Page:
The national spotlight shined recently on Jared Fogle for possessing child pornography. A few weeks ago, a Mashpee physician was sentenced in federal court in Boston after he was convicted of child pornography. A priest in Louisville, Kentucky, was arrested for taking and having sexually inappropriate photos of his littlest parishioners. The list could go on and on.
These are just a few stories from the police blotter and, while none of these cases is all that unique, all constitute what those of us in child advocacy are charged to combat every day: the sobering statistics that 1 in 4 girls and 1 in 6 boys will be sexually abused before their 18th birthday and 1 in 5 will be solicited for sex online. It’s our charge to educate our community that child sexual abuse happens on the public stage, at churches and in our own backyards.
What we don’t talk about often are the children and their stories. We don’t because we are bound to protect the children and their families from further trauma and respect their right to privacy. You see, it’s at the core of a child advocate to protect children from further trauma at all costs.
We see little boys whose cousins come down the Cape to visit and abuse them in the safest place they know: their own home. We see girls who post on backpage.com and whisper.com that they’ll have sex for $40. We help children who are in protective custody and/or in residential treatment facilities who have done nothing except trust someone who later abused them.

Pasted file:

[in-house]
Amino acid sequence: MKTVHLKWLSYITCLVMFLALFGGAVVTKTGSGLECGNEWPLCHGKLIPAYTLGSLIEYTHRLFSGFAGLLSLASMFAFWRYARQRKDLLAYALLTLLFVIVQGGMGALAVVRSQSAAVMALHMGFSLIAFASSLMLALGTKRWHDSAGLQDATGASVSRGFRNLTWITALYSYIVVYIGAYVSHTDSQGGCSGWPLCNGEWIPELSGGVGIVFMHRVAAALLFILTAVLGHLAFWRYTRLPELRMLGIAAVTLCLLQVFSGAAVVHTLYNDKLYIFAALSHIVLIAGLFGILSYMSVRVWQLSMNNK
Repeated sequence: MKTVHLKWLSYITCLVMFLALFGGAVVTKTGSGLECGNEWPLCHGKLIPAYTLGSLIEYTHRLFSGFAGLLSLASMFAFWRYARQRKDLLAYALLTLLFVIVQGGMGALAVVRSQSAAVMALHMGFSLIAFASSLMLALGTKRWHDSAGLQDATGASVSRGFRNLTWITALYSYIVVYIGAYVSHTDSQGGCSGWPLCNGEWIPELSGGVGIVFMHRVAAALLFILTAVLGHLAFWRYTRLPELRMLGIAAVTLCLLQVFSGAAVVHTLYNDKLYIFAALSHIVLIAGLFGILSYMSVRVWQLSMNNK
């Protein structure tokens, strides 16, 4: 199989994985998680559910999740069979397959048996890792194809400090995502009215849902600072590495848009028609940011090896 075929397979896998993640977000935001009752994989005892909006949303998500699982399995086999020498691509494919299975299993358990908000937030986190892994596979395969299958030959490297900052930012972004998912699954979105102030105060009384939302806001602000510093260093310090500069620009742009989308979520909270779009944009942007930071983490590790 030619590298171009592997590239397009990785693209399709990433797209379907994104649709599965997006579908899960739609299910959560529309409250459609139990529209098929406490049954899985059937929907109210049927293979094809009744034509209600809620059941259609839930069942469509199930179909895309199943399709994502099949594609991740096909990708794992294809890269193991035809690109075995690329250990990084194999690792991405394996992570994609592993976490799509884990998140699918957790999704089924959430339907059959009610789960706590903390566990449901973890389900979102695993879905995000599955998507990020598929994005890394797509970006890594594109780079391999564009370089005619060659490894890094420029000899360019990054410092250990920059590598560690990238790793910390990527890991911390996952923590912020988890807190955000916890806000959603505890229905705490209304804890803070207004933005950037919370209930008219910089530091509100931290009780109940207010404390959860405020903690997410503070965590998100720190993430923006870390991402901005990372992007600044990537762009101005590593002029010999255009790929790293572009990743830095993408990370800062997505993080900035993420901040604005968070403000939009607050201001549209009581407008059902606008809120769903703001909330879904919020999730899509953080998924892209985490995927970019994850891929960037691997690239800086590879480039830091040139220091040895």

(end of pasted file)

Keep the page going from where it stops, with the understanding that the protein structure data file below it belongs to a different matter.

These are composite stories, and no specific cases are revealed here. But what they all share is that these children didn’t know how to protect themselves, and they had no one they trusted to protect them.
When children know about body safety and healthy boundaries and have a trusted adult in their lives, they may still become victims. But they will know it when they do and can recognize and report it. They will have the tools to say no and can set healthy boundaries. Also, they will know how to help others stay safe.
Please take five minutes to talk to your children about body safety and healthy boundaries so that you can educate and empower your children and other children you love about child sexual abuse so we can stop it before it happens.
Join us at childrenscove.org and we’ll help you start the conversation.
http://sol-reform.com/News/wp-content/uploads/2016/04/Hamilton-Logo.jpg 0 0 SOL Reform http://sol-reform.com/News/wp-content/uploads/2016/04/Hamilton-Logo.jpg SOL Reform2015-09-09 10:48:402015-09-09 10:48:40Stacy Gallagher, Start the conversation with children, Cape Code Times
Full article: http://www.capecodtimes.com/article/20150908/OPINION/150909732/101019